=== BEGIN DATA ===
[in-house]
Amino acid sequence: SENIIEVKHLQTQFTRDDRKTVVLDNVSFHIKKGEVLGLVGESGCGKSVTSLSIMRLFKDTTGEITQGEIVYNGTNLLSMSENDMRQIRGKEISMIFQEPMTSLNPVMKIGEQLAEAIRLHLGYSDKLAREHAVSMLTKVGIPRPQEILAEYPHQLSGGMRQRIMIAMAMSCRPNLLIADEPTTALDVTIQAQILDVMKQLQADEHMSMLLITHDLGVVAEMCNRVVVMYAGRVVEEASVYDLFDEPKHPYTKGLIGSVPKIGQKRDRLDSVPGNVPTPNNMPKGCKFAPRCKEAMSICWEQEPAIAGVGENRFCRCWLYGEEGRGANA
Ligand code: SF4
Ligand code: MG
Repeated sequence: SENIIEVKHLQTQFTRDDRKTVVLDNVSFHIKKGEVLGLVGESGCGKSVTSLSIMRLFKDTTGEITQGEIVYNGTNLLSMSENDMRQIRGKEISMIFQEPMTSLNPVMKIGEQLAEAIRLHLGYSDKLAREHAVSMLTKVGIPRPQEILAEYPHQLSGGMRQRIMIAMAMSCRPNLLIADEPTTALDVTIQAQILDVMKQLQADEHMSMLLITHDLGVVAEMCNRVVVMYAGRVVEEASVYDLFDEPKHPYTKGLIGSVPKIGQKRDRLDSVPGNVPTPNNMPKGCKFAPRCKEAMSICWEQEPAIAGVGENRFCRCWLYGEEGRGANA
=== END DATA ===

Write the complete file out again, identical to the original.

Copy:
[in-house]
Amino acid sequence: SENIIEVKHLQTQFTRDDRKTVVLDNVSFHIKKGEVLGLVGESGCGKSVTSLSIMRLFKDTTGEITQGEIVYNGTNLLSMSENDMRQIRGKEISMIFQEPMTSLNPVMKIGEQLAEAIRLHLGYSDKLAREHAVSMLTKVGIPRPQEILAEYPHQLSGGMRQRIMIAMAMSCRPNLLIADEPTTALDVTIQAQILDVMKQLQADEHMSMLLITHDLGVVAEMCNRVVVMYAGRVVEEASVYDLFDEPKHPYTKGLIGSVPKIGQKRDRLDSVPGNVPTPNNMPKGCKFAPRCKEAMSICWEQEPAIAGVGENRFCRCWLYGEEGRGANA
Ligand code: SF4
Ligand code: MG
Repeated sequence: SENIIEVKHLQTQFTRDDRKTVVLDNVSFHIKKGEVLGLVGESGCGKSVTSLSIMRLFKDTTGEITQGEIVYNGTNLLSMSENDMRQIRGKEISMIFQEPMTSLNPVMKIGEQLAEAIRLHLGYSDKLAREHAVSMLTKVGIPRPQEILAEYPHQLSGGMRQRIMIAMAMSCRPNLLIADEPTTALDVTIQAQILDVMKQLQADEHMSMLLITHDLGVVAEMCNRVVVMYAGRVVEEASVYDLFDEPKHPYTKGLIGSVPKIGQKRDRLDSVPGNVPTPNNMPKGCKFAPRCKEAMSICWEQEPAIAGVGENRFCRCWLYGEEGRGANA